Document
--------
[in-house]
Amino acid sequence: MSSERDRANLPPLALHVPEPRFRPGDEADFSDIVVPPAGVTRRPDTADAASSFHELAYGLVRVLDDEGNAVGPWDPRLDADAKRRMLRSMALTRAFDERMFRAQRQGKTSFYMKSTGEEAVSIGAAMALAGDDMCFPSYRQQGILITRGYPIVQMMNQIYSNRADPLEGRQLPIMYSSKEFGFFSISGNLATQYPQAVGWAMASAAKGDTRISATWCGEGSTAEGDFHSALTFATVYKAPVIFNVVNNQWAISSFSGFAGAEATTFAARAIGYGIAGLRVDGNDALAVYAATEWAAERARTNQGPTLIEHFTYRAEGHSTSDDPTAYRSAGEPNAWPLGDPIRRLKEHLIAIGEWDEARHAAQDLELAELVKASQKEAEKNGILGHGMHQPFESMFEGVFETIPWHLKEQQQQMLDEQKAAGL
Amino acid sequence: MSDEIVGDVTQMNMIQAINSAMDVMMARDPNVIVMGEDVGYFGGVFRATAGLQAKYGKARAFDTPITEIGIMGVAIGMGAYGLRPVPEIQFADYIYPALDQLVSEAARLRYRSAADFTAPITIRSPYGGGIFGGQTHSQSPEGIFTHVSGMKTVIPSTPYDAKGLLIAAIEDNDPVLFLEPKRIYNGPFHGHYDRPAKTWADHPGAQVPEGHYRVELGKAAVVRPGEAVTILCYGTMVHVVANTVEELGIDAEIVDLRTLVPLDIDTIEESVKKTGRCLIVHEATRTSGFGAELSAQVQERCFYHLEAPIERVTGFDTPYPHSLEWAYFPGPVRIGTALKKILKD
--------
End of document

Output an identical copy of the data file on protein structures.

[in-house]
Amino acid sequence: MSSERDRANLPPLALHVPEPRFRPGDEADFSDIVVPPAGVTRRPDTADAASSFHELAYGLVRVLDDEGNAVGPWDPRLDADAKRRMLRSMALTRAFDERMFRAQRQGKTSFYMKSTGEEAVSIGAAMALAGDDMCFPSYRQQGILITRGYPIVQMMNQIYSNRADPLEGRQLPIMYSSKEFGFFSISGNLATQYPQAVGWAMASAAKGDTRISATWCGEGSTAEGDFHSALTFATVYKAPVIFNVVNNQWAISSFSGFAGAEATTFAARAIGYGIAGLRVDGNDALAVYAATEWAAERARTNQGPTLIEHFTYRAEGHSTSDDPTAYRSAGEPNAWPLGDPIRRLKEHLIAIGEWDEARHAAQDLELAELVKASQKEAEKNGILGHGMHQPFESMFEGVFETIPWHLKEQQQQMLDEQKAAGL
Amino acid sequence: MSDEIVGDVTQMNMIQAINSAMDVMMARDPNVIVMGEDVGYFGGVFRATAGLQAKYGKARAFDTPITEIGIMGVAIGMGAYGLRPVPEIQFADYIYPALDQLVSEAARLRYRSAADFTAPITIRSPYGGGIFGGQTHSQSPEGIFTHVSGMKTVIPSTPYDAKGLLIAAIEDNDPVLFLEPKRIYNGPFHGHYDRPAKTWADHPGAQVPEGHYRVELGKAAVVRPGEAVTILCYGTMVHVVANTVEELGIDAEIVDLRTLVPLDIDTIEESVKKTGRCLIVHEATRTSGFGAELSAQVQERCFYHLEAPIERVTGFDTPYPHSLEWAYFPGPVRIGTALKKILKD